March 16th is scheduled for the new travel ban to be signed by President Donald Trump; his regime has made provision for visa change that may discourage many workers’ plans, including medical doctors hoping to undertake their residencies at Illinois and other underserved areas of the United States.
Recently, the U.S. Citizenship and Immigration services announced that it would prorogue the processing of H1-b visas- visas that allow entry of people from other countries to live and work in the U.S
Resident doctors who come from other countries to the U.S are often expected to serve in rural areas after their residencies if they intend to stay back in the U.S. The immigration ban also means that medical doctors from other countries aside the ones banned will be able to get visas maybe not immediately to work after their residencies this summer.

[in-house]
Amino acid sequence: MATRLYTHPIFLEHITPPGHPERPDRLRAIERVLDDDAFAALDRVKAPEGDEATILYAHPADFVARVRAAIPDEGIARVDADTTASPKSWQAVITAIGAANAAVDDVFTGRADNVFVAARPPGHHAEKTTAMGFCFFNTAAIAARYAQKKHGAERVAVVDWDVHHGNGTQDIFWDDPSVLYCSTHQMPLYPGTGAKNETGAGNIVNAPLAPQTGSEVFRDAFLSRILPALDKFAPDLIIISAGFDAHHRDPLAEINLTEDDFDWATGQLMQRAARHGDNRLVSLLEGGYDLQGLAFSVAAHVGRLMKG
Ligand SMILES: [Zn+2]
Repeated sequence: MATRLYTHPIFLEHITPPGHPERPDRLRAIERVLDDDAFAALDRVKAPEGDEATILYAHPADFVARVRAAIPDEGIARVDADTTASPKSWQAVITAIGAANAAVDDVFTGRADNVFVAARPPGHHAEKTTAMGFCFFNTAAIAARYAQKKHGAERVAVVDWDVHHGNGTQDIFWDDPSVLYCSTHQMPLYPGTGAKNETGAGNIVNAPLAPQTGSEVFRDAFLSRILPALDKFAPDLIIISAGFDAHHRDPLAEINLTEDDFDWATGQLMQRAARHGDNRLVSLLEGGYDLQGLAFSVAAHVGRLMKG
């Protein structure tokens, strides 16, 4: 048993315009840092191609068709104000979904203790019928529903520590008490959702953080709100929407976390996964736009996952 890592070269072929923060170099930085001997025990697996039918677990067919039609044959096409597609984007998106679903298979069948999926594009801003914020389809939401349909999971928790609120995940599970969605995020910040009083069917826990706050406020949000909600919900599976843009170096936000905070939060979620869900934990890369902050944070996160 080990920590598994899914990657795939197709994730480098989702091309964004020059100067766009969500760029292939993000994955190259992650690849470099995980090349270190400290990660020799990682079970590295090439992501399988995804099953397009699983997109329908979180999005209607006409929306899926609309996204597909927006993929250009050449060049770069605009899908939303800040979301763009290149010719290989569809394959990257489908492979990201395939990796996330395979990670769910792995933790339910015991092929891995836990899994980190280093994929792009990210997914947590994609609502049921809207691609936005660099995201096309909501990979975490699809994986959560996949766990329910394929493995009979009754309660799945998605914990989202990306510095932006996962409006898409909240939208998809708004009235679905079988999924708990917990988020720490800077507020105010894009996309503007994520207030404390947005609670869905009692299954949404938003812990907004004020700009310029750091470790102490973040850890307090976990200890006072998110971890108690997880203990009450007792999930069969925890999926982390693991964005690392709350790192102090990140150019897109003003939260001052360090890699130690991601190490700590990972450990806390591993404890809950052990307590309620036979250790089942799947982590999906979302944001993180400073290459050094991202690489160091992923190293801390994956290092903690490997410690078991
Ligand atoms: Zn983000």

Reacting to this, the Vice President of American Medical Colleges, Dr. Atul Grover said:
Also reacting to the issue, Carl Shusterman, a Los Angeles Immigration attorney said that:
It has been observed that 29% of the medical doctors practicing in Illinois graduated from schools outside the U.S, according to the federation of states medical boards. American Medical Colleges speculate that the U.S. will experience paucity of doctors by 2025.
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